Exactly how much money the tax would have raised was a matter of debate.
Supporters said it would have brought in about $7 million a year; opponents said it would have generated far less, $1.5 million.
Early on, the measure was criticized by opponents, many from the coffee and restaurant industry. They labeled it as an unfair and regressive tax on their product.
Why not tax hot dogs, pizza or ice cream? they asked.
Many owners of small espresso stands and coffee shops said they, too, realized the importance of child care, but they said the tax was whimsical and arbitrary.
It had no relationship to the programs it would pay for, they said. And it would have hit smaller businesses particularly hard.
The tax would not have been levied on businesses with less than $50,000 a year in sales.
Supporters said the money was desperately needed to ensure children are prepared and ready to learn when they walk through the doors of kindergarten.
Half of those children are unprepared for the challenges of kindergarten, proponents said. And this would have given them a chance to catch up.
By far, the biggest contributor against the tax was the Starbucks Coffee Co. which put $49,500 toward defeating the measure.
The Chamber of Commerce kicked in $17,554, and GoTech contributed more than $7,000.
Proponents, including the Economic Opportunity Institute at $51,000, put a total of almost $138,000 into passing the measure.
Other major contributors included Pat G. Close of the restaurant Café Flora, which contributed $8,500. The Seattle Education Association contributed more than $8,000.
The idea of the latte tax, though, raised guffaws around the country. In Philadelphia, cheese steak lovers said placing a tax on a particular food or drink sounded discriminatory.
Over in Baltimore, makers of the city's famous crab cakes said it was nuts to take a city's most famous treat and tax it. Instead, they urged Seattle to promote its coffee.
Tuesday afternoon, sitting outside a Tully's in Pioneer Square -- across from Zeitgeist Cafe and one block from a Starbucks -- Joe Iannarone seemed to epitomize many of Seattle's voters.
Between drags from a cigarette, he called the initiative "ridiculous" and cited it as another example of how this city is becoming what he called the "People's Republic of Seattle."
Why single out one product, he asked. "Why not hamburgers and tootsie rolls?"
In case you had any doubt, Iannarone voted against the measure.
His main objection, he said, was using a tax to help take care of children whose parents can't afford them.
"If people can't take care of their children they should be more careful," he said.
"I don't think taxation is a way to right social inequities."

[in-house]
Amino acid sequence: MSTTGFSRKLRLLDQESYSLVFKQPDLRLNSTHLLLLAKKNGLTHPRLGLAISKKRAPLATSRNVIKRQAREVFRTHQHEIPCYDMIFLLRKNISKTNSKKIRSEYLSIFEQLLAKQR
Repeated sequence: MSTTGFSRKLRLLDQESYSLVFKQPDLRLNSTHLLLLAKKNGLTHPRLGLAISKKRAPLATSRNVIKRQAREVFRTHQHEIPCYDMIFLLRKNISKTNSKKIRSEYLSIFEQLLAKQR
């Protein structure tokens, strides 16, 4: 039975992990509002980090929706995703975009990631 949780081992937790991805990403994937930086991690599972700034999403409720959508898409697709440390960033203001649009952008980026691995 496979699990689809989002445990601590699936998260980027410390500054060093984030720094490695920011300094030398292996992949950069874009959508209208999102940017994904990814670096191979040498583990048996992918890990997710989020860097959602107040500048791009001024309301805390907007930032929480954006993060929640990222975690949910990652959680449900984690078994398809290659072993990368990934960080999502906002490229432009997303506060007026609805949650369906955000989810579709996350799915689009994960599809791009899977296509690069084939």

I heard this guy on the radio news today. Well, at least he didn't vote. Yeah, "It's only 10 cents, I can afford it." The problem with that, David, is that it's ALWAYS MORE, just a little bit MORE. Then, next year, just a little bit MORE. And the year after that, just a little bit MORE. Anyone who votes for a tax increase is out of their mind. Force the bloodsuckers to be more efficient with what they've got, then tell them, "We want it to be LESS, just a little bit LESS."
This is a good sign, though, that in such a liberal town, they said NO. Even here in Tucson, a town that voted for Raoul Karl Marx LaRaza Grijalva as scum-bucket US Representative, the voters have said NO to idiot boondoggle tax increases the past few years.
One of the things that frustrated me about the opposition was talking point put out by Starbucks that "child education is too important to depend on one source of revenue."Yeah, just look at what the organized opposition said in the voter's guide:
When you go down on your knees to grovel that you shouldn't be taxed at least make a reasonable argument. Are people going to stop drinking coffee in Seattle? Commuting over the 520 bridge will be a breeze before that ever happens.
There's a better way to fund chidcare programs: The Families and Education Levy, created by citizens and approved twice by Seattle voters in the last 13 years, already provides funding for several childcare programs. This levy is up for renewal next year - and provides a better approach and more equitable funding source than this new, unreliable specialty tax. Let's continue to support Seattle's children through this popular, already established program.I suspect that next year there will be great pressure applied to add the $7 million onto the Families & Education Levy renewal. So the taxers may have the last laugh yet.
Don't give them ideas!!!